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Explaining Naming

The easiest way to explain is by comparing how we name physical things (well-developed) with how we name psychosocial things (poorly developed to date). If you are not at all familiar with the Periodic Table of Chemical Elements, start by reading this shorter account of the analogy.


Naming needs to be orderly and unambiguous for effective working, relating, managing and governing, just as much as for technical and scientific activities.

There are innumerable things around us that we can see, touch, eat and use. However, scientists concluded that they can all be reduced to a combination of a rather limited number of different chemical elements. The discovery of THEE indicates that the same principle applies to psychosocial things.

ClosedClick here to see the taxonomy that natural scientists discovered.

Periodical Table of the Elements (standard pattern, coloured)

Physical Things and Psychosocial Things

Let us start by looking at a non-specific list of physical things,

LIST-1 contains: ●pure elements ●compounds of elements
●mixtures of elements &/or compounds ●other things.

Some seem very different on simple observation: e.g. Closed some are gaseous, some are liquid, some are solid—but we now know that this substantial sensory difference has no relation to their elemental nature: e.g. water, ice and steam are chemically identical (H2O).

Physical state may mislead an uninformed observer: e.g.Closed mercury (Hg: an element) is a liquid like water (H2O: a compound), but it is classified as a metal.

The list also contains an entity with two different names:Closed hydrochloric acid and spirits of salts are two names for the same thing.

Scientific inquiry has revealed other important differences: e.g.Closed some things are organic and some are inorganic; two are varieties of the same element (i.e. isotopes).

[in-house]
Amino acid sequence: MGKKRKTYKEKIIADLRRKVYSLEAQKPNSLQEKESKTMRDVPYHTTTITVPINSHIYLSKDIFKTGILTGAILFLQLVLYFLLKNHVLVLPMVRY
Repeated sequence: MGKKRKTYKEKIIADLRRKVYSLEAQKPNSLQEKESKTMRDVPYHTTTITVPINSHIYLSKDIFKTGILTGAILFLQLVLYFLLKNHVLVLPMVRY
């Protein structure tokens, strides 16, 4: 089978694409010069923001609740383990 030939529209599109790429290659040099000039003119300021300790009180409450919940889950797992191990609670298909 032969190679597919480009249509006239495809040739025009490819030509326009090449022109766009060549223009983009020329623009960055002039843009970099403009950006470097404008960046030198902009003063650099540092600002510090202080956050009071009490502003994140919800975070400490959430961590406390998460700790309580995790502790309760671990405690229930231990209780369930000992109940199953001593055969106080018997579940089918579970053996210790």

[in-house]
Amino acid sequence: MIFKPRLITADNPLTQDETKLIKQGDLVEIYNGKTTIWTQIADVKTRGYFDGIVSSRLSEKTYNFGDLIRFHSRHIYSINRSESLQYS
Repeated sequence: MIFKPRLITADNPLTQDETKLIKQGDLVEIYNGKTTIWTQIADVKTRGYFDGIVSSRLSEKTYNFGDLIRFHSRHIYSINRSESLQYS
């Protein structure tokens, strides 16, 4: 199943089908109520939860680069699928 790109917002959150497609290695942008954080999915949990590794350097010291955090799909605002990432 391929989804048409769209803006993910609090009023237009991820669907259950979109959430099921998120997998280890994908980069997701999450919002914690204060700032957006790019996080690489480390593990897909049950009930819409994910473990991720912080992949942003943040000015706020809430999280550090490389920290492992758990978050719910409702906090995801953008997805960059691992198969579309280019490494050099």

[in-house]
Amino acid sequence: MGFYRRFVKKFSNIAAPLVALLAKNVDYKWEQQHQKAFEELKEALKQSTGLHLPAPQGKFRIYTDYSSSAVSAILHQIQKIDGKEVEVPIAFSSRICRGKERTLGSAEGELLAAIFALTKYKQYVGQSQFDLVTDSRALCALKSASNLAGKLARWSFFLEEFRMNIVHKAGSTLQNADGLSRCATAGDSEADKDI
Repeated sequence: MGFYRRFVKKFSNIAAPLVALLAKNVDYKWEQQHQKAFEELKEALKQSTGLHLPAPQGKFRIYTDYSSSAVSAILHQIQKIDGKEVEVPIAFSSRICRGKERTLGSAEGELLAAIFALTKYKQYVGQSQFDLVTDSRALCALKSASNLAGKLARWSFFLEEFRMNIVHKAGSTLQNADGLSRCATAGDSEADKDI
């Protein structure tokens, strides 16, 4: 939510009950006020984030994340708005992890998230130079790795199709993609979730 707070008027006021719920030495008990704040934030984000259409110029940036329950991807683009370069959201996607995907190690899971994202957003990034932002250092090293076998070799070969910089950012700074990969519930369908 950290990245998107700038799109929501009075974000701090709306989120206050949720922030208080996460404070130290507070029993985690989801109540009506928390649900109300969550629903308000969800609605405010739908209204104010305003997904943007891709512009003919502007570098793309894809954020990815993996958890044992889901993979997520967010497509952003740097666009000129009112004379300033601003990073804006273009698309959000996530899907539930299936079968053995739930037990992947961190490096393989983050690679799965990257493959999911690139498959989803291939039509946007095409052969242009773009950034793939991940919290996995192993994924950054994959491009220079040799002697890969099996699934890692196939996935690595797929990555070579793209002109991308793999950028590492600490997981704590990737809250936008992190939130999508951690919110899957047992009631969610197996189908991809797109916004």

The determination of chemical elements and their organization into the periodic table was the foundation of chemistry as a modern science. But the periodic table immediately generated puzzles and questions.
ClosedExample puzzles:

Such questions are about something quite separate from the Table itself. Answering them led to major scientific advances. But even if no theory had been developed to this day, the objective validity of the Periodic Table would not alter.

Now consider a non-specific list of psychosocial things,

Look at LIST-2 and answer these questions:

► Which things are elemental and which are compound?
► Which things are so closely linked they must be part of a set?
► Which terms are duplicates: i.e. referring to the same entity?

Is it possible to give an answer? Could it be possible in principle?

ClosedWhat is the psychosocial difference between LIST-1 & LIST-2?

A formal Taxonomy can answer those questions, when it is developed in a rigorous and disciplined fashion. The THEE conjecture is that although there may be a rather large number of will-driven processes, just as there are very many chemical entities,

Your (Potential) Objections

ClosedCan we really create order in people's use of words?

ClosedDoes the Taxonomy aim to tie down ordinary words?